The newspaper may not have been all that they wanted it to be during that period of community crisis, but it was everything that the townsfolk of Grand Forks needed it to be. It was a moment of raw courage where the inner resolve was tested and the lifeline that they needed was there at a time of togetherness.
Now, that is truly news that is fit to print and a glowing example of “The Spirit of a Champion” in action.
Fall is approaching. For many, it means a new season of schedules for the kids that either intertwine or conflict with school, sleep, meals, work and family life. If you find yourself lamenting each evening about how tired you and the kids are at the end of a long day, it very well could be that your family is struggling because you are out of balance with work, school, healthy foods, exercise and the countless scheduled activities.
Trying to keep my own calendar straight is a challenge, and I often speak with individuals who are trying to get a handle on their world before it spins out of control. Trying to juggle the various schedules of everyone under the same roof can seem almost impossible, unless a few simple tips and tricks are applied to bring some order to life and stop the insanity
Here are some thoughts to jump start a healthy family calendar that I’ve seen work very well for friends and family.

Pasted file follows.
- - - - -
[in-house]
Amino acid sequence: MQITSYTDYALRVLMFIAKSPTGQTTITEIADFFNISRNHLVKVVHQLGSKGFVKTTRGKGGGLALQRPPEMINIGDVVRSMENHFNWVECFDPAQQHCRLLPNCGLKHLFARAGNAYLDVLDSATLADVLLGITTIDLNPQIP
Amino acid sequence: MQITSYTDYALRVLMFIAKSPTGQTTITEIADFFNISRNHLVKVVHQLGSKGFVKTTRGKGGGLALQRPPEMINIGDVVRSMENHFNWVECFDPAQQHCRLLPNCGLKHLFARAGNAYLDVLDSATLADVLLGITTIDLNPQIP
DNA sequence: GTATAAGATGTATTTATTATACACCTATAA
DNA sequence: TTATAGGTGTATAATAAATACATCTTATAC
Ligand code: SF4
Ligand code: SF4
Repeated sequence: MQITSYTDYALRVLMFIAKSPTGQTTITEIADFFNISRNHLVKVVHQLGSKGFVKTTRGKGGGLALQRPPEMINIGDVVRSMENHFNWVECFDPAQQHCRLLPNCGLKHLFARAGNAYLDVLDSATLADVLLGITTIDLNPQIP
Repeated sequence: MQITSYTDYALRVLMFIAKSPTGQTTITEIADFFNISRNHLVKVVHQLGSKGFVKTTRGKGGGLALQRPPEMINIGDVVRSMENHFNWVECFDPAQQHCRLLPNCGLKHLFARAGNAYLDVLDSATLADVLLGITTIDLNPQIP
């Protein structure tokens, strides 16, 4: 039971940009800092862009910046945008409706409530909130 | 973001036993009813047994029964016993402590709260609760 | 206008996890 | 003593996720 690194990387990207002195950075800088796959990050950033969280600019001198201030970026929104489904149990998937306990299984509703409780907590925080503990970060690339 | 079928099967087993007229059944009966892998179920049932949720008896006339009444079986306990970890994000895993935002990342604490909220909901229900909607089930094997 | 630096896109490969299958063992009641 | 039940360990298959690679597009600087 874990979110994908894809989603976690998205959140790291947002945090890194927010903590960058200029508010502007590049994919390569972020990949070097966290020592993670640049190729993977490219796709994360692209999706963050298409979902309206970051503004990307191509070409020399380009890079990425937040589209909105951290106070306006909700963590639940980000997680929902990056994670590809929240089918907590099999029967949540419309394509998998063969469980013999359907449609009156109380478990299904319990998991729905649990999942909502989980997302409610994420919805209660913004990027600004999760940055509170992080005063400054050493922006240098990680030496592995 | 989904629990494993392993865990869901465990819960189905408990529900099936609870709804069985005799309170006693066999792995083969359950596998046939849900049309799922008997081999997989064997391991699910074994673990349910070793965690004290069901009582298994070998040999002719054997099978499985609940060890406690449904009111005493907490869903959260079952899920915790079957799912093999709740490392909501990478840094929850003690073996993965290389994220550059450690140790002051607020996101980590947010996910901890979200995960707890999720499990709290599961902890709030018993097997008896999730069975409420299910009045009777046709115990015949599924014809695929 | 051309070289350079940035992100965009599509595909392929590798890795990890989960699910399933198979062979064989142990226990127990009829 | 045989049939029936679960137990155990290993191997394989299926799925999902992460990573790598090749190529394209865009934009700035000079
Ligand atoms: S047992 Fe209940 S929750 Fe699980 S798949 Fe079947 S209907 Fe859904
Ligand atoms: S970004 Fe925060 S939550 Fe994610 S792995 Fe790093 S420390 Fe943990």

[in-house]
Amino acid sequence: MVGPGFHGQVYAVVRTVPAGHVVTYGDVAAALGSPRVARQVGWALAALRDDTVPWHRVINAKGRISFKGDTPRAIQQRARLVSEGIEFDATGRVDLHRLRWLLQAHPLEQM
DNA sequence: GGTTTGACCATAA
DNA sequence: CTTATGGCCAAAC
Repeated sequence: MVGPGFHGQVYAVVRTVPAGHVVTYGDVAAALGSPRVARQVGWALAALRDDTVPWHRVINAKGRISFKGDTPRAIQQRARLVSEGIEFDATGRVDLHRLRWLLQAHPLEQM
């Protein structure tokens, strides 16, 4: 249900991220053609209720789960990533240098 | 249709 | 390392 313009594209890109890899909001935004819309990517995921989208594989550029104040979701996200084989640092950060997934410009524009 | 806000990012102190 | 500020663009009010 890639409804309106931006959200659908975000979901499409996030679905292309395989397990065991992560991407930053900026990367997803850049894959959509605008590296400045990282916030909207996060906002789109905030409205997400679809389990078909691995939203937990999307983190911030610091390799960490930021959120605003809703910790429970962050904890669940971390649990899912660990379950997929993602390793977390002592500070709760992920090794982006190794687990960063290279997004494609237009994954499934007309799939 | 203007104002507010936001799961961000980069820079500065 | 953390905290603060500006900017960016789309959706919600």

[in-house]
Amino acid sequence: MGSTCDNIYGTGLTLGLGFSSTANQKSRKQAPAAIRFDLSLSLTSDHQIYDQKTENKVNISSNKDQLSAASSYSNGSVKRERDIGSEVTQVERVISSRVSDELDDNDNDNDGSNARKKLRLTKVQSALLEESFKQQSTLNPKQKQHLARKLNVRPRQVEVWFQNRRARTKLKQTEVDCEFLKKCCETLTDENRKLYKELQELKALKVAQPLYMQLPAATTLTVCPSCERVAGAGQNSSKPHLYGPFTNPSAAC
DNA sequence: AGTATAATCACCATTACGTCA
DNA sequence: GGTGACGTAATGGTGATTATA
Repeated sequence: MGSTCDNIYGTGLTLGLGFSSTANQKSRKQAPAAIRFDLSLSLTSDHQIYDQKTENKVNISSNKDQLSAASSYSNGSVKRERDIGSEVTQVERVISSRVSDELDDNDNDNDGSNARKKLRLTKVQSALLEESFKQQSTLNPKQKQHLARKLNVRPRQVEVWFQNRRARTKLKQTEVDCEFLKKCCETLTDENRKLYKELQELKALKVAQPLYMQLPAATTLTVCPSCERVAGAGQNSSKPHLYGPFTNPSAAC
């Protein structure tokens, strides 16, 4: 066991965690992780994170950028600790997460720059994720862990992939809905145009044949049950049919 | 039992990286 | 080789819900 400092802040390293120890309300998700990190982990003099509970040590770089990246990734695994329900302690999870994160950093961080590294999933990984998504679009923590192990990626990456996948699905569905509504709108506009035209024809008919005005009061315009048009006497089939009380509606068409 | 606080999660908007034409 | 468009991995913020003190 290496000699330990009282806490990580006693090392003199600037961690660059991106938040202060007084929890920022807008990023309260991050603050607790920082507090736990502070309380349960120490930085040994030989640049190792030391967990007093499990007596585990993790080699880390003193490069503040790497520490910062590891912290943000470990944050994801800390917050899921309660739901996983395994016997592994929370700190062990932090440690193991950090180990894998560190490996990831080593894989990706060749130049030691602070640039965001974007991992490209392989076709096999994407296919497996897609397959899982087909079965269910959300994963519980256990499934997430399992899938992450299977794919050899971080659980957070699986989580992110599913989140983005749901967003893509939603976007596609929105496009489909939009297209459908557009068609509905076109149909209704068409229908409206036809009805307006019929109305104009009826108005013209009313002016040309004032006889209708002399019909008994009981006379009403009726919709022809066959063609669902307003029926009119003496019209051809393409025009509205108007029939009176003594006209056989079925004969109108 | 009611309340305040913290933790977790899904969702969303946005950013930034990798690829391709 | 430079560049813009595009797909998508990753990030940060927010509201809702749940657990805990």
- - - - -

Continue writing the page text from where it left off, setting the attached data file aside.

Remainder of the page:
1. Schedule “Family Night.”
This is the first step towards a solution. The idea is simple and best of all, it can create memories to last a lifetime. It might be movie night, take-out night (think pizza or Chinese, for example), board game night, or family walk night. Be creative to pick an activity that earns the consensus of the entire crew. Personally, Cubs games, Wolves games and concerts in the park are a few of my favorite things. The important part is that a night each week is designated just for “together time.” The days of the conversation at the dinner table have sadly gone, so time needs be set aside to catch up with each other. If we learn how to relax…and talk with each other, you might be very surprised by the things you can learn from your kids on your special night.
2. Enjoy time with your child’s friends.
No kidding. You don’t always have to be the coolest house on the block. However, letting kids “hang out” at your place will give you valuable insight into your own child’s interests and motivations. A bonus is the ability to understand the “crowd” with whom he or she associates. For younger children, time spent with a friend offers actual learning lessons and experiences such as sharing, responsibility, taking turns, and countless others. Many child development social experts point out that good, old-fashioned free time for playing and social interaction can be better for a child’s development than an overload of too many organized or structured activities.